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This 21 page Class Notes was uploaded by Bethany Lindgren on Wednesday September 23, 2015. The Class Notes belongs to MATE460 at Drexel University taught by Staff in Fall. Since its upload, it has received 23 views. For similar materials see /class/212240/mate460-drexel-university in Materials Engineering at Drexel University.
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Date Created: 09/23/15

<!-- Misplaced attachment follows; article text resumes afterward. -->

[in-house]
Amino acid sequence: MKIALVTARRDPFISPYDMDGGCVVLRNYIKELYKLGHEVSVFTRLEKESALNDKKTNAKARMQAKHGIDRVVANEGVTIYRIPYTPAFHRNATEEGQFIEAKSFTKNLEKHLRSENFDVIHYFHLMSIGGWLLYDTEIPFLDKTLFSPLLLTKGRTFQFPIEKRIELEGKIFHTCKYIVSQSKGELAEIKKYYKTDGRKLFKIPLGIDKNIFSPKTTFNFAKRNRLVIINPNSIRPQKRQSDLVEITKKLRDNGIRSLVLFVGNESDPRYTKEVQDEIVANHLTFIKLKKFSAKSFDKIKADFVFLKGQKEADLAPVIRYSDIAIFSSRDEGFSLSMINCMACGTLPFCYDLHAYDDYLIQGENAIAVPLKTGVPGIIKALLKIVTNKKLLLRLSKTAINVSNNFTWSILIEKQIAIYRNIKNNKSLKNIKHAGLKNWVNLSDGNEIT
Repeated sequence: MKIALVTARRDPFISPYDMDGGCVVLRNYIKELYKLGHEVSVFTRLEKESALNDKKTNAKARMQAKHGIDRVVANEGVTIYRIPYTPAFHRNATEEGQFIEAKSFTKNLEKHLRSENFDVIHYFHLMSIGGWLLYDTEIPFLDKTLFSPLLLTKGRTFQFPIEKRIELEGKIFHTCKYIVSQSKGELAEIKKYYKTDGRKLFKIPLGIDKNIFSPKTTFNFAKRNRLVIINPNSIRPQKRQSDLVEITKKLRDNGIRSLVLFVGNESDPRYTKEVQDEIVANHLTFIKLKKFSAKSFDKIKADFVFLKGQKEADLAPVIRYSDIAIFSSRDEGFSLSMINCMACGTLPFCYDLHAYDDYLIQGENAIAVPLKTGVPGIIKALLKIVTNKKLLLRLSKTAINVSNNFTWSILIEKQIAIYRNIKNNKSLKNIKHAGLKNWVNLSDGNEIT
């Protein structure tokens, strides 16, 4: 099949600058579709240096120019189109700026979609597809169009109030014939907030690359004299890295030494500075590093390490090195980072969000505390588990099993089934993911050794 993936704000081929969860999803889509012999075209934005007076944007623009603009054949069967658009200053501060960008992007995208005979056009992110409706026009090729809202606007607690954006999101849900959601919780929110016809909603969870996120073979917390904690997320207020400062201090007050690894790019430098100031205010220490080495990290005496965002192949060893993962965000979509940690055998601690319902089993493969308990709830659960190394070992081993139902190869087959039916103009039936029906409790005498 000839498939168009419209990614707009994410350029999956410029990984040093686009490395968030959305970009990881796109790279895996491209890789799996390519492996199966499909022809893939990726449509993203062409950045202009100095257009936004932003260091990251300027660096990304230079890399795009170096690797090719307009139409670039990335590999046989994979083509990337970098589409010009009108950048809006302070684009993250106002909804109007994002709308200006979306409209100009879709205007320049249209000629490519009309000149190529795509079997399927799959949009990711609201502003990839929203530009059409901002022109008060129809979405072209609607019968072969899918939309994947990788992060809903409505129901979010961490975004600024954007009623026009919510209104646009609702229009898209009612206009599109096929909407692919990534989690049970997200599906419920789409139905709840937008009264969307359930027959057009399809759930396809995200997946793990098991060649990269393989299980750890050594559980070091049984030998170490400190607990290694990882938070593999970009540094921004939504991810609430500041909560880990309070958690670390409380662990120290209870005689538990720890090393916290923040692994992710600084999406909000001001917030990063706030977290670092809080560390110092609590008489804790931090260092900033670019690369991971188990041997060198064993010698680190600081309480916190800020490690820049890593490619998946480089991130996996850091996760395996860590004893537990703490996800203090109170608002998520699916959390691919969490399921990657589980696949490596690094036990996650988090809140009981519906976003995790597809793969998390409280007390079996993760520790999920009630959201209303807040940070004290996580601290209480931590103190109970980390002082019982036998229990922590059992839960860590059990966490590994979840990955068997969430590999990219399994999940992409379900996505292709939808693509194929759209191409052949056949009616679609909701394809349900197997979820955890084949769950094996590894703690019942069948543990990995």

Tom Juliana and Ilan Penrose InslruclorAlavalianlos MATE 460580 class Proiecl June 12002 Introduction amp Motivation Indentation is a technique used to determine material properties such as modulus of elasticity hardness and stiffness In Fig 1 there is a schematic of many of the important values needed to determine these properties There are a variety of standard microhardness indentation tests available but as material feature size decreases on materials such as silicon it is important to be able to characterize these materials and their features at a nanoscale For this reason machines that can create extremely small indentations have been created and the term nanoindentation comes into play It is so named because the resolution of the indent depth can be measured on the order of nanometers however the residual indentation diameter may be either on the order of nanometers or microns depending on the material s hardness P Fig 1 Parameters involved in sunaammru nnman a standard indentation test where P is load hf is residual PMquot 3 1351 Mama depth h is elastic recovery depth hC is the di erence between max depth and hi and J a is the distance from the center of indenter tip to E mmmm projected outermost contact Law I area of indent There are many different shaped tools used for nanoindentation testing The most common is the Berkovich tool which is a threesided pyramid Other shapes used include the conical tool cone with a specified included angle and tip radius and the spherical tool We are currently interested in examining the case where ductile onset of silicon occurs Singlecrystal silicon a normally brittle material may turn ductile and behave in a metallic manner in ambient conditions if sufficient contact pressure is reached above 12 GPa1 and SiII is formed This is especially useful in the machining of silicon since this ductile phase allows for minimum or no surface or micro cracking Therefore sensitive components found on integrated chip devices may not be harmed during machining processes However there currently is no way to measure these contact pressures in situ that is we can only measure the residual stresses in the indentation after it has occurred This is a weakness in understanding how this ductile mechanism behaves For this work we are going to be exploring a simulation of nanoindentation using ABAQUS We will make use ofa 2D mesh of elements and nodes and will look at the cases of indentation with spherical and conical tools This has already been done for general case of spherical and conical contact but the literature found did not address the critical values of pressure in silicon that we are looking for One may ask why we are simulating indentation if the interest is machining and this is because the condition of ductility is found in both machining and indentation and the two may be correlated A 2D mesh is used because of the axisymmetric condition imposed from orthogonal loading of the surface and tool geometry The measure of material pressure with included angle for the conical tool case 60 90 and 120 degrees will be looked at and the critical 12 GPa will be paid the most attention Also the case for an indentation done with a spherical radius tool will be seen The role that mesh size plays on convergence of resulm will be examined as well as critical pressure areas existent at the point of contact under the indenter tip Modeling Considerations For all of the models created there were different considerations that needed to be addressed First we decided that due to computation time the maximum mesh size should be 24x24 or 625 nodes unlike meshes made previously by other authors Fig 223 At a 29x29 mesh the computer starts to take excessively long to complete analysis Second each model needed to include a bias value such that the elemenm closest to the point of indentation were the most spatially dense and tapered out from the point of contact A schematic of this is shown in Fig 3 Third we assumed that the silicon being indented was isotropic Silicon in actuality is not but values in each direction are not far from each other So the modulus of elasticity was set to be 180 GPa Poisson s ratio was taken to be 02 and yield stress was taken as 7 GPa from literature and also experimental data Fourth we assumed that the indenter tip is rigid since it is typically made of diamond and has minimal deformation as compared to the material Fifth we constrain the indenter tip to the node at the upper left corner of the mesh for the case of only indentation but for the case of indentation and retraction these nodes are free from each other Last we ensure that the total width and depth of the mesh is at least three times in magnitude as the projected indentation diameter This factor is determined from experimental observations 1 x i e 55 w s s 5 V amp w Fig 39 Arrangement of elements N13 000 used for previous indentation simulations Fig 3 Sample 19x19 element mesh Simulation Results 7 Indentation Sixteen different simulations dealing with only indentation and no retraction of the tool were run All meshes were 30x30 pm in dimension and indentation depths are 2 pm In all simulations with the 60 degree included conical angle the tip had to be blunted to a small extent to evade ABAQUS constraint errors A chart that summarizes the simulation logistics and the corresponding simulations are shown below Of particular interest is the reported zone of ductile transformation which is above a pressure of 12 GPa The transformed zones are shown in red and the darkest blue regions are below 300 MPa tion Angle a1 Radius Table I 39 Summary of indentation simulation parameters Sim liTip atis 02um Sim 47Tip atis 04um Sxmuhhm Results r1deth deeuuum Sxmuhhmswue 51m catnedaulfm the use am 145 ags mduded mg mm mama bang mdemed mdxetxacud mm m mat1151 Th2 depth uf mdemum enms cauldmtbe xesalved became 5 lug deg af eedam h maternal mahm m md m Enable 5 mm xetxachm fth indent1 Th2 results m z a m Shawn b 1 M mss xeadual messes because n 1915125 magma messes as We are m hydrang messes mm sleace fth maternal place mam a znndznuhm 5m Drscussmpuhcxusuhs Accaningm mx smuhnms wefmd a cumergehce uf area e enedbypzesme As canbe 52m faxmast cases 39he l xl meshyulds remrvexy paanesul39s whzn cmnparedtathz 25x25 mesh Huwwer ch gmual femxesfamdm39heZSxZS mesh cm alsabeseenmthz 1qu meshes Lhzrefme camergmceheghswhehusru mesh use ee r a where pressure reachst muss Vesue um GPA Hawever farm m x xamanxesul39s n S rhcreese asLhz mcluded mge unhe camcal 1ndm39zrs rhcreese Fxm y Lb rune rs deepestabaml m fax ch use unhe sphech mam39er These maehuuuh resuus ere m fact m er cenem ageemmththwhnt hes heen uhserveu erpemmemmyrur Lb case uf uymmrc scre39ehhg Anhuugr we are we able tameamethz pressuresmum we cm see ewdznce uf use kmsfmnahmsthat ere 39 3 E T E E g 2 E i E E F 39he use afmdenlman and museum we see 39hu Lb reams suesses ha uh Lb Mac are uh39he uruer urzes GPA These uehghznhmwhathasbezn expenmema y uhserveuthrm mess elds azde erkumchmuemueuhs Fxg 5 Hawwar mx made uhes manure mm accmmt Lb Sen ta Sum unusual phese urme sch s manmthzmntenal m an as am Haweverbmhmadzlsmuncampleubecamethzydamnakemtaaccaml ssure andwhxne changes assauaudw hphase kmsfmnahms Fume damn by experimental xesults cm W Pyrimldu mm mm mm th Berkawch mdentatmnx m xtltcan Reference 1 M Ekman K Persson G Grimvall Physical Review B 62 2000 147849 2 S Carlsson and P Larsson Acta Mater 49 2001 217991 3 S Suresh A Giannakopoulos J Alcala Acta Maren 45 1997 130721 4 Y Gogotsi G Zhou S Ku S Cetinkunt Semicond Sci Tech 16 2001 34552 Appendix A Input File This section includes a reproduction of the input le with explanations for the commands All commands are preceded by an asterisk and the arguments of the commands are directly beneath them Any line preceded by a double asterisk is a comment line and is disregarded by the modeling program Additional explanations will be preceded by a dash Certain terms should be de ned before discussing the input le The term node refers to a discrete point in space where the analysis should be performed An element refers to the material between nodes The meaningful de nition of nodes comes from an understanding of finite element analysis In nite element analysis equations are chosen which will best represent the behavior of a system with respect to a variable For example the behavior of a plate under heating with respect to temperature at each coordinate is a nite element analysis The coordinates in that example are the nodes The important part about nite element analysis is that equations are chosen which have no basis in physics but are chosen numerically to reduce residual values between real and modeled experiments HEADING Silicon Indent The heading on the program output NODE 1 0 0 15 30 0 225 3030 21 1 030 300 00530 400 0052995 500 02995 This command de nes the absolute coordinates ofthe nodes 115 225 211 300 400 and 500 The rst four of these nodes form the comers of the mesh while the final three will be used later to form a very small element directly under the indenter NGEN NSETBOTTOM 115 1 NGEN NSETTOP 21 1225 1 NGEN NSETRIGHT 1522515 NGEN NSETLEFT 121 115 NGEN NSETREDLEFT 119615 The preceding 5 commands create and de ne the node sets BOTTOM TOP RIGHT LEFT and REDLEFT The node set TOP is the top surface of the mesh The case is the same with the right left and bottom of the mesh The node set REDLEFT contains all nodes on the left hand side of the mesh but not the node directly under the indenter This is the case because if that element is too constrained then there will be overconstraint errors in the evaluation of the model NFILLNSETALL BIAS1 15 BOTTOMTOP1415 NFILLNSETALI BIAS 8 LEFTRIGHT 141 These two commands ll in the mesh vertically and horizontally to give a full mesh The command bias provides for a larger number of nodes at one end of the mesh as opposed to the other This option was chosen because more information of interest is to be found near the indenter tip instead of far away from the indentation site This provides both a vertical and horizontal bias for the mesh ELEMENT TYPECAX4 1000500400300211 ELSET ELSETCENTER 1000 SOLID SECTION ELSETCENTER MATERIALSILICON ELEMENT TYPECAX4 l121716 ELGENELSETPLATE l14lll415l4 SOLID SECTION ELSETPLATE MATERIALSILICON The preceding commands define the elements and their materials This is done twice once for the small element 1000 directly under the indenter tip and the other for all other elements in the set The material is defined as silicon MATERIALNAMESILICON ELASTIC 180E3 02 PLASTIC 7000 The previous lines define the material properties of silicon First for the elastic properties a modulus of 180 GPa is chosen and a Poisson s ratio of 02 These values have been reported previously and have been confirmed experimentally using nano indentation The PLASTIC command argument is the yield stress of silicon This value ranges largely from article to article but this value appeared often and some list it as a preferred value NODE NSETRIGID 999903 1 This defines an additional node 9999 which will be used to control the motion of the rigid body which is the indenter RIGID BODY ANALYTICAL SURFACEINDENT REF NODE9999 SURFACE TYPESEGMENTS NAMEINDENT START 6 32 LINE 030 LINE 632 The previous two commands define the indenter rigid body The indenter is conical so in this 2D simulation can be modeled as two lines SURFACE NAMESURF TYPEELEMENT PLATE This command de nes the top of the element set as a surface named SURF CONTACT PAIR INTERACTIONSMOOTH SURFINDENT SURFACE INTERACTIONNAMESMOOTH These two commands de ne the surface contact pair SURF and INDENT namely the sample and the indenter It also addresses and names the surface interaction SMOOTH SURFACE BEHAVIOR NO SEPARATION This command even though inoperative defines the behaviour of the contact pair Originally NO SEPARATION was specified such that the surfaces would not separate during the indentation When it was decided to examine indentation and retraction this condition had to be removed in order to allow realistic retraction of the indenter without the surface sticking to the indenter FRICTION 005 This command describes the friction behavior of the contact pair A low value was chosen since the sample is highly polished and the indenters are usually finely ground BOUNDARY REDLEFT XSYMM This command specifies the boundary condition for the left of the mesh excluding the topmost element the one directly under the indenter The argument XSYMM states that there is a line of symmetry in the xdirection along the node set REDLEFT EQUATION gtxlt 2 211ll99991l gtxlt 2 2112l99992l This command constrained the motion of the indenter and the node directly under the indenter to prevent overconstraint errors However this command had to be removed when it was decided to indent and retract RESTART WRITE Command to write the output data to a file STEP NLGEOM UNSYMMYES This command starts the step for indentation allowing nonlinear geometric analysis and an unsymmetrical matrix storage solution STATIC 0001l005 This command is used for the static analysis The three arguments are the initial time increment the total time period and the maximum time increment These arguments are used because the program uses and automatic time step BOUNDARY BOTTOM20 9999 2l5 9999 10 9999 60 The preceding are the boundary conditions for the rst step indentation The rst argument is the nodeset to be constrained the second is the degree of freedom in which the constraint will take place 1 displacement 2y displacement 62 aXis rotation and the third argument is the value OUTPUT HISTORY FREQ1 NODE OUTPUT NSETZRIGID URF OUTPUT FIELD FREQ3 ELEMENT OUTPUT S PEEQ NODE OUTPUT U NODE OUTPUT NSETRIGID URF The remaining lines specify the output to be recorded including stress in the elements and displacement of the nodes END STEP This ends commands for the rst step indentation STEP NLGEOM UNSYMMYES STATIC 0001l005 BOUNDARY BOTTOM20 9999 20 9999 10 9999 60 All is similar except now the indenter controlled by the movement of node 9999 will end up in the initial position of 0 OUTPUT HISTORY FREQ1 NODE OUTPUT NSETZRIGID URF OUTPUT FIELD FREQ3 ELEMENT OUTPUT S PEEQ NODE OUTPUT U NODE OUTPUT NSETRIGID URF END STEP The nal step is completed and the program ends mmonucnow Ralhng empssuuh 1 s wxdzly mined mammal pmcess by wheh s maternal m s pmquot sh xs cmnpacud e um Rnl y 5 m ch pmcessng Fxgu39e 1 Shaws s typical puwueh campamanpmcess Fxgu39e 1 rTypxcal eumpsshuhpmeess paw x hm hg mush awahxmy uques s pmuwwuh s xnfmn shape shes snuws far very puns mxxmre emu Ralhng campamm 5 s ample pmcess but calculahms hf 39he stress musuevexycamplex Fxguel Shaws s lypxcal mumg setup uhur symmeuy Fxglxe 2 e Rallmg empsmuh Sehemsue Huewe ssh see same huh pmeesshg pumems fax mumg eumpsshuh as wen as ch awn aw mews hf 39he maternal ha and he e mushse shes exuheegmsxespemve y 115L112 awn cam e R sthz mans shan shes ammt hg mm mun respectively mhzl rm 39hu camphcntes human 5 Lb use hf can he seen m Feguhez eveemususrm afu ydense maternal m andapmmmntuxal 311 The maternal hehsves ensuesuy as lung 551115 euhzuheu w hn Lb laws but whemhe yield camihms hit Lb em lawsthz maternal awsplashes camihms m 39hu material a m mm was u yuldsby me My rule far that material In am as gum s bmex lad15Lng huh mumg eumpsshuh pmeess sh expheu made hss heen ueu m gm AEAQUS far he smuhuuh paramemc study hf variables sssuuueu wuh mllmg campachm MODEL cowmucnow In order to gain a better understanding of the compaction process a set of ABAQUS models was created with different processing parameters in order to note the effects of these parameters on the nal compact These models are based on the standard two dimensional rolling compaction model for fully dense materials given in the examples in the ABAQUS documentation This model is a 2 Dimensional 2D half symmetry model The model given in the example was one that had a rigid surface acting as a roller with the material moving under the roller and being deformed through this process A schematic of this can be seen in Figure 4 Figure 4 Schematic of the model given in the examples This model has problems that could lead to exaggerated errors in later calculations The greatest problem is the severe deformation that the mesh undergoes as it travels through the rollers In order to limit the effects of these errors the model was converted from a pure Lagrangian model to a Arbitrary Lagrangian Eulerian ALE model This means that instead of the entire mesh moving through the rollers the mesh stays at a constant in ow and out ow points The material then ows through the mesh therefore allowing the mesh to keep a more consistent shape This is also coupled with adaptive meshing to keep the elements as close to the equilibrium shape as possible Figure 5 shows the ALE model schematic free suriaoe 100 INFLOW Figure 5 ALE mode schematic The next modification made was making the material a porous material yielding under the Gurson model for porous materials and with the parameters used for q1 C12 q3 being 1 l and 1 respectively The effect of varying the yield parameters of the material was not examined in this study so all of these parameters are constant throughout the models Table l is a list of the parameters used in this model 785E03 Relative 500E01 Radius 300E01 m Mass 100E05 time 150E00 sec mu 05 Entrance 002 Exit 001 225 001 m Table l Model parameters m m RESULTS MODEL VALIDITY Now that the model is set up it must be tested to assure that it is working properly Mass scaling is the process of arti cially increasing the density of the material ABAQUS uses mass scaling in order to cut down on calculation time This can introduce errors into the calculation if the mass scaling is too high To check for this the inertial energy of the model must be checked Figure 6 shows the energy pro le for the model Figure 6 7 lnertial Energy of the model As can be seen the internal energy is much greater than the kinetic energy meaning that inertial errors should be at a minimum By looking at the velocity at the left edge or in ow area of the mesh the fact that the model has reached steady state can be determined At steadystate the acceleration inside the model should go to zero Figure 7 shows the velocity pro le of a node at left edge of the model x o lt m z u w z 5 a 39o o z a E Figure 77 Velocity pro le of left edge The fact that the velocity is at a constant at D05 is proof that the model has reached steady state after 05 seconds PARAMETRIC STUDY Three of the parameters for rolling compaction were varied in order to give a better understanding of the compaction process and the role that these parameters play These three studies are Contact Angle Friction and Gap Size The results were the neutral angle or the angle at which the material is moving at the same speed as the roller the clamping force or vertical force acting on the roller the torque felt on the roller and the void volume action VVF which is a representation of porosity Friction The iction plays an important role in the rolling process as it is the iction between the powder and the roller that caused the material to move through the roller The values of the coef cient of iction that were studied were 01 02 03 05 07 09 01 is omitted om most of this study as it did not yield reasonable results As the material is compacted the porosity goes down and it is the iction that feeds the material through the rollers Figure 8 show the how much of an effect that friction plays on the compaction process WF vs Coef ofFriction 4 SHEEN 4 than 3 SHEEN 3 than u 2 SHEEN i 2 than 1 SHEEN 0 1 qurm f o u u 2 u a 1 Coef of Friction Figure 8 7 VVF dependence on friction There is a moderate improvement at 02 though it takes almost an entire second for the material to reach steadystate and the material only experiences a 15 compaction The neutral angle moves farther away from the exit point from the rollers as the friction coefficient rises This can be seen in Figure 9 Neutral angle vs Coef of Friction Neutral Angle deg n n 6 Coef of Friction Figure 9 7 Neutral angle dependence on friction This is intuitive because as the friction goes up the material can be more easily accelerated to the same speed as the roller The clamping force varies along a similarly predictable path and as reaches its maximum as the material approaches full density Figure 10 shows this note that the force is negative because it points down Norrmlize Clanping Force vs Coef ofFriction Clamping Forcelyeild stresslarea Coef of Friction Figure 10 7 Clamping force dependence on friction The torque exhibits similar behavior as seen in Figure 11 Norrmlize Torque vs Coef of Friction Torquelyeild stresslarea Coef of Friction Figure 11 7 Torque dependence on friction Gap Size Gap size is a key factor in the compaction of the material The values for gap size that were studied are 0005 001 0035 006 011 meters Anything above 001 did not fully compact across the cross section of the green body This is seen in Figure 12 39 c Figure 12 7 Variation in porosity across the cross section for a GS0035m b GS006m and c GS011m As seen in the above gure only the outside edge of the compact reaches its inaccurate Contact Angle The contact angle also plays an important role in the compaction of the powders as the contact angle determines the pressure imparted on the compact Figure 13 shows this relationship between the contact angle and the neutral angle ll eulml Angle vs Cnnlzcl Angle culln Mule lam 51 u 15 2e 25 Mental any new Figure 13 iNeutral angle dependence on contact angle Because there is a greater amount of material owing through the rollers The porosity is expected to go down as the contact angle increases which is shown in Figure 14 wr vs Cnnlz Angle Cullrt Angle new Figure 14 7 Contact angle dependence of VVF The clamping force and torque is also representative of the increasing density of the compac CONCLUSIONS The rolling compaction process depends greatly on the friction between the rollers and the material If the friction between the rollers and the material is not great enough the material cannot be taken into the rollers This results in the extrusion of the material with little to no compaction of the powder This can be seen in Figure 1 Frgure 15 7 VVF ofmu0l But even at lower values of friction mu02 and 03 the material was compacted to less than 50 of its initial dens39ty Conversely the increased friction puts a greater demand on the equipment as the clamping force and torque go up The friction could also limit the motion of the particles in real life The gap sizeroll diameter is an important parameter in rolling compaction The apparent critical value for this would appear to be 13 but without further data between GS001m and GS0035 that conclusion cannot be made An interesting trend is seen in the data in Figure 13 where the neutral angle is increasing rapidly with the contact angle But it is dif cult to see this trend with only 3 data points An expanded look into the in uence of contact angle on the parameters would prove bene cial in providing a trend Overall the model that I have created seems to provide reasonable results for the compaction process